We had been fortunate with seeing 19 species of hummingbird at and around the areas of Rancho, with of course Snowcap and Garden Emerald attracting many an oooh and aaah, cameras went into overdrive and just about everybody were thrilled to digitally capture these beauties. Rancho operates a bug lamp and screen, so this morning we went to take a look around the lamping area. We were rewarded with the scarce Grey-crowned Yellowthroat and some great views of Red-throated Ant Tanager, a Golden-crowned Warbler flew around us searching for moths and other insects attracted to the screen. On our way out of the area we managed a few other species such as Yellow-faced Grassquit and a beautiful Olive-backed Euphonia. Our journey to Savegre was to include some stops along the way and one of these Cachi Dam produced some CR rarities including the first record of Canvas-back Duck and the rare Ring-necked Duck, later we stopped at the Lancaster Gardens and the lagoon close-by produced Southern Lapwing, American Coot, Northern Shoveler and other water birds. A superb birding day.

Day Four 5th February

After arriving the previous afternoon we managed some birding, but this morning we set-off to look around the local area for Resplendent Quetzal, the weather here was chilly and before leaving the lodge we saw Yellow-bellied Siskin and other local birds such as the ever present Scintillant Hummingbird, whilst Emerald Toucanet gave great views. Our local walk failed to produce a Quetzal, so we went for our drive to the high mountain area of Cerro de la Muerte and during a stop along the way we managed a female Quetzal and also the Long-tailed Silky Flycatcher. On our approach to the high mountains low cloud and rain hampered our efforts to find some local endemics, but after a hard slog we managed our target bird Volcano Junco and also saw Volcano Hummigbird. Our journey back was also improved by clearer weather and with the rain finally clearing we saw American Dipper and a real favourite of mine the Torrent Tyrannulet. Of course the area is rich in birdlife and we were anxious to find species we were unlikely to find elsewhere in Costa Rica, so it was a case of perseverance pays as we saw Spot-crowned Woodpecker, Mountain Elaenia, Tufted Flycatcher, Yellowish Flycatcher, Yellow-winged, Brown-capped and Philadelphia Vireo. The evening also gave views of Ochraceous Wren and Black-cheeked Warbler amongst a host of other species. Another super day’s birding.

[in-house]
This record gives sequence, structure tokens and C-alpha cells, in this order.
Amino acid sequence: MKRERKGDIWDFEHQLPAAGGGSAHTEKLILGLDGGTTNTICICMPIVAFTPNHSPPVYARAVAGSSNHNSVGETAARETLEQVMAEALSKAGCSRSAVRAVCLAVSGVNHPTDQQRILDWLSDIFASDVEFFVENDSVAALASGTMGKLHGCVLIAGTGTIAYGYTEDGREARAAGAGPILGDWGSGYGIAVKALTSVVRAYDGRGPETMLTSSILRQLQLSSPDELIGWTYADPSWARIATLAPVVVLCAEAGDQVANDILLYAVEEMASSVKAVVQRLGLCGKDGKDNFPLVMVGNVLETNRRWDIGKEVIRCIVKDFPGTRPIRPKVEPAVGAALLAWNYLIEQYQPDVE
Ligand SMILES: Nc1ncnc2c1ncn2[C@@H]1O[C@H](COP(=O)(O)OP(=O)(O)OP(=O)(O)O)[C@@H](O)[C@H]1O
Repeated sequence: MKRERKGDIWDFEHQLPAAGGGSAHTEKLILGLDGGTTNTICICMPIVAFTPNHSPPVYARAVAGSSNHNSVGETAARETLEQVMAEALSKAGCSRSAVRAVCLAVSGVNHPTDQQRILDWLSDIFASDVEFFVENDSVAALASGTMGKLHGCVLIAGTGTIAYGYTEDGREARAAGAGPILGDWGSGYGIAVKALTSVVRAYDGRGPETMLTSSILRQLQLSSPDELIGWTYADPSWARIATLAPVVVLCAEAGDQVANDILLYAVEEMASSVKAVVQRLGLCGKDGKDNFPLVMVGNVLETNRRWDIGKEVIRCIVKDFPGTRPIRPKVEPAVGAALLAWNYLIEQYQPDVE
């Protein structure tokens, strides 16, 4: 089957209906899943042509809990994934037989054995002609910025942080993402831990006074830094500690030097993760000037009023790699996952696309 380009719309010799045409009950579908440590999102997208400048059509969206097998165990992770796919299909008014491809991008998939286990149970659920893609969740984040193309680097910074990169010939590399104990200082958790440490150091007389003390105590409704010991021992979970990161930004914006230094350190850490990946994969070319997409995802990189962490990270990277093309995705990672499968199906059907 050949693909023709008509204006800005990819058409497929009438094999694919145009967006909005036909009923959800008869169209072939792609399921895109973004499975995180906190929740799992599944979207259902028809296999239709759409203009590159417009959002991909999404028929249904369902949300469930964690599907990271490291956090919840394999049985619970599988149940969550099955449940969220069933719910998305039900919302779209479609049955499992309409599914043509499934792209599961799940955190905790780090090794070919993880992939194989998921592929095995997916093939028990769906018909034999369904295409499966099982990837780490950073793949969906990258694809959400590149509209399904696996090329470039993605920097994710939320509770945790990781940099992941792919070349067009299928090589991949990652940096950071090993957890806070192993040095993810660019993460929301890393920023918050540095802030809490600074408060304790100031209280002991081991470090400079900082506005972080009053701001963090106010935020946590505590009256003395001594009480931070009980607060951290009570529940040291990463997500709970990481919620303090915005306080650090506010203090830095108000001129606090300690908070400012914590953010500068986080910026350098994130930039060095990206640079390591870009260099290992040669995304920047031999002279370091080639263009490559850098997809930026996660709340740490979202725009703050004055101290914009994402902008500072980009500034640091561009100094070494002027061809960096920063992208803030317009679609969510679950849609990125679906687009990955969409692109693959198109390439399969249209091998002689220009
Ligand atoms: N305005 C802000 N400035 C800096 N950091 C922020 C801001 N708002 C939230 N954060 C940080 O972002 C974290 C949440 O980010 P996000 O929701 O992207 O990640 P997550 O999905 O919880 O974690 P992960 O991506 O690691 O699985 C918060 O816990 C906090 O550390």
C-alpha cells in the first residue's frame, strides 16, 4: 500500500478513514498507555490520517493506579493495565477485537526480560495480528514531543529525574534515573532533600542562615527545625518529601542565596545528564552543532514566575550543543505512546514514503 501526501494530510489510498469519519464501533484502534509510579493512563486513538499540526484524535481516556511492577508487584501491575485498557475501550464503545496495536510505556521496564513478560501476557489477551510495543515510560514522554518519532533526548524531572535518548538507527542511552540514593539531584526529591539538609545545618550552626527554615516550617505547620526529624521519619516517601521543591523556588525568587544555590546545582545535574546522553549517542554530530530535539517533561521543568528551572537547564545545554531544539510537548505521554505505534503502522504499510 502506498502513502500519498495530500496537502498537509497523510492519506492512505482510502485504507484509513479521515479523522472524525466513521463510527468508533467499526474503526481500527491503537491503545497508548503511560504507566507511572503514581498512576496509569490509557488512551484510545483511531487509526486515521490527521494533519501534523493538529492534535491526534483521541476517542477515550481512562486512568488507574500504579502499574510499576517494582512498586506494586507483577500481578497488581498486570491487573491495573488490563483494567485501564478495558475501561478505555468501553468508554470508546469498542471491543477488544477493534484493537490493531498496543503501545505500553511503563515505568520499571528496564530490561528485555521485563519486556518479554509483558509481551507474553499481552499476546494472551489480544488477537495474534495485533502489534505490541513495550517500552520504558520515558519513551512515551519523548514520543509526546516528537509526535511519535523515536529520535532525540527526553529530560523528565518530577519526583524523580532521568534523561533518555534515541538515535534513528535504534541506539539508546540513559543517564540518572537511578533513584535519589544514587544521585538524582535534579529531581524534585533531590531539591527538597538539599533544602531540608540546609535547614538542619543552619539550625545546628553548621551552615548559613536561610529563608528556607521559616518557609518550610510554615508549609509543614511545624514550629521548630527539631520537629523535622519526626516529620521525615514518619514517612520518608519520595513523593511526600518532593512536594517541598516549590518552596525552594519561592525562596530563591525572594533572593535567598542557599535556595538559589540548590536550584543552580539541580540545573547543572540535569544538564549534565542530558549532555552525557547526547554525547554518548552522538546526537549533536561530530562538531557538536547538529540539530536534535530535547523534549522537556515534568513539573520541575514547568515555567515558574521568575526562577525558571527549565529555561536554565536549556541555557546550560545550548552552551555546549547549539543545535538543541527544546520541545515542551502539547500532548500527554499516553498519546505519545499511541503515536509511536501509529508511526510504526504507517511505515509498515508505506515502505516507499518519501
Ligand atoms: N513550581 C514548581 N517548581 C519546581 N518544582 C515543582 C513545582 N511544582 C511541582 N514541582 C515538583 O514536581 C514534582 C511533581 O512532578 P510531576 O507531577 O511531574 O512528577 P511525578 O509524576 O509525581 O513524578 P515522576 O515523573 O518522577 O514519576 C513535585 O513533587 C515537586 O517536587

Day Five 6th February